You certainly have every right to leave the marriage if you feel it is truly in your best interests. But start by finding out who you are at this crossroads, first. What about your father's death might have created a resurgence of yearning for a "soul mate"? How might this have been compounded by no longer having your children at home to care for? Was it the closeness you shared with your Dad that you miss? Or the love you did not have with him that you so yearned for as a young girl? Did his passing mean that you no longer had to live up to his standards? Or that you, too are mortal and must live your life now before it is too late?

Fathers are important figures around whom we as daughters forge our romantic ideals. Your ability to yearn for the closeness of a "soul mate" is a sign that there is a passion inside of you that does need expression. Discover what that is, beginning with yourself, your motherhood, the choices not taken and the path you did travel. Take the time and space to mourn your father, explore past regrets and develop new interests and activities in your life. After 26 years of motherhood, it will take a bit of time to restructure your life so that it makes sense again! If you're not working, find a job you'd enjoy, and or do volunteer work. Become engaged with life. After you have recovered your bearings, strongly suggest to your husband that you enter couples' therapy to address the changes you need in the marriage.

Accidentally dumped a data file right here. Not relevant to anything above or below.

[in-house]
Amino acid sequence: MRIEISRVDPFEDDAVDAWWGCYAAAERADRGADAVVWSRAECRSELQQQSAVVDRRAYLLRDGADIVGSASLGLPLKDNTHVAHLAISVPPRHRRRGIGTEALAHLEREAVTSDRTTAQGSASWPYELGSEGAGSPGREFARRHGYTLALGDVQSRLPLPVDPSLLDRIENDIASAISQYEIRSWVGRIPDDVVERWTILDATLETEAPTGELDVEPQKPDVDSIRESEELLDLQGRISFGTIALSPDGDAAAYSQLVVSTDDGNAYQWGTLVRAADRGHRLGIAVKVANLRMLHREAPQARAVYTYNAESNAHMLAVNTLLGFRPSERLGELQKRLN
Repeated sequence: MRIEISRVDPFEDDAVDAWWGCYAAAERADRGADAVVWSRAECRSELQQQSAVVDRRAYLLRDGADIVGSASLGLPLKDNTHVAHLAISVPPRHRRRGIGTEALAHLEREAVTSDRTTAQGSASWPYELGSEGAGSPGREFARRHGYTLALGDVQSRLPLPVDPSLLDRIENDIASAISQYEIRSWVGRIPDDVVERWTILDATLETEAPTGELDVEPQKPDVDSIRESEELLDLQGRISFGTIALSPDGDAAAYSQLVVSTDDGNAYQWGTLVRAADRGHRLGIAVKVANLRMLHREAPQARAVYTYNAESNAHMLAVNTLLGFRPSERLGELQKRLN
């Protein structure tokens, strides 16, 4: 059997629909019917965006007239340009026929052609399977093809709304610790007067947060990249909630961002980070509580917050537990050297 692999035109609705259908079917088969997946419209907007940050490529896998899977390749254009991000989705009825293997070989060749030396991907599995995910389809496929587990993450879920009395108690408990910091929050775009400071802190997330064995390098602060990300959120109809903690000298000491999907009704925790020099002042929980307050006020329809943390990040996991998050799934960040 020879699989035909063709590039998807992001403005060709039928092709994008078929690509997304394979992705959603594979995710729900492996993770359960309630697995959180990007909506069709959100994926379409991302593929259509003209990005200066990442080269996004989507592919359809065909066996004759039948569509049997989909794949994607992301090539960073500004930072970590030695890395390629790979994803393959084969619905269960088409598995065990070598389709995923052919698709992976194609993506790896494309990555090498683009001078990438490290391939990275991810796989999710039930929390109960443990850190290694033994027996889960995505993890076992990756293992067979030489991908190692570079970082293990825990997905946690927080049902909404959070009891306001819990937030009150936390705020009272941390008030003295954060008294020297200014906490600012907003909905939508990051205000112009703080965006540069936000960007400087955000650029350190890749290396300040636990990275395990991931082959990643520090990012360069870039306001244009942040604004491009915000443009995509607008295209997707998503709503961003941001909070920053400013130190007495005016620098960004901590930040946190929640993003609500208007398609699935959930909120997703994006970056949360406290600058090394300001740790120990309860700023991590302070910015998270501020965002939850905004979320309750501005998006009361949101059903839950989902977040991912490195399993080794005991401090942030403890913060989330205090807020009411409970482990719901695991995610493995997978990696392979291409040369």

Take your needs seriously and do not settle for less than what you need to make the marriage work for you. Do, however, honor yourself and your husband by taking the time to thoroughly assess what you are going through at this time in your life. You owe yourself a period of deep self-exploration to ensure that you do not jump prematurely out of the frying pan and into the fire!


Gayle Peterson, MSSW, LCSW, PhD is a family therapist specializing in prenatal and family development. She trains professionals in her prenatal counseling model and is the author of An Easier Childbirth, Birthing Normally and her latest book, Making Healthy Families. Her articles on family relationships appear in professional journals and she is an oft-quoted expert in popular magazines such as Woman's Day, Mothering and Parenting. . She also serves on the advisory board for Fit Pregnancy Magazine.

Dr. Gayle Peterson has written family columns for ParentsPlace.com, igrandparents.com, the Bay Area's Parents Press newspaper and the Sierra Foothill's Family Post. She has also hosted a live radio show, "Ask Dr. Gayle" on www.ivillage.com, answering questions on family relationships and parenting. Dr. Peterson has appeared on numerous radio and television interviews including Canadian broadcast as a family and communications expert in the twelve part documentary "Baby's Best Chance". She is former clinical director of the Holistic Health Program at John F. Kennedy University in Northern California and adjunct faculty at the California Institute for Integral Studies in San Francisco. A national public speaker on women's issues and family development, Gayle Peterson practices psychotherapy in Oakland, California and Nevada City, California. She also offers an online certification training program in Prenatal Counseling and Birth Hypnosis. Gayle and is a wife, mother of two adult children and a proud grandmother of three lively boys and one sparkling granddaughter.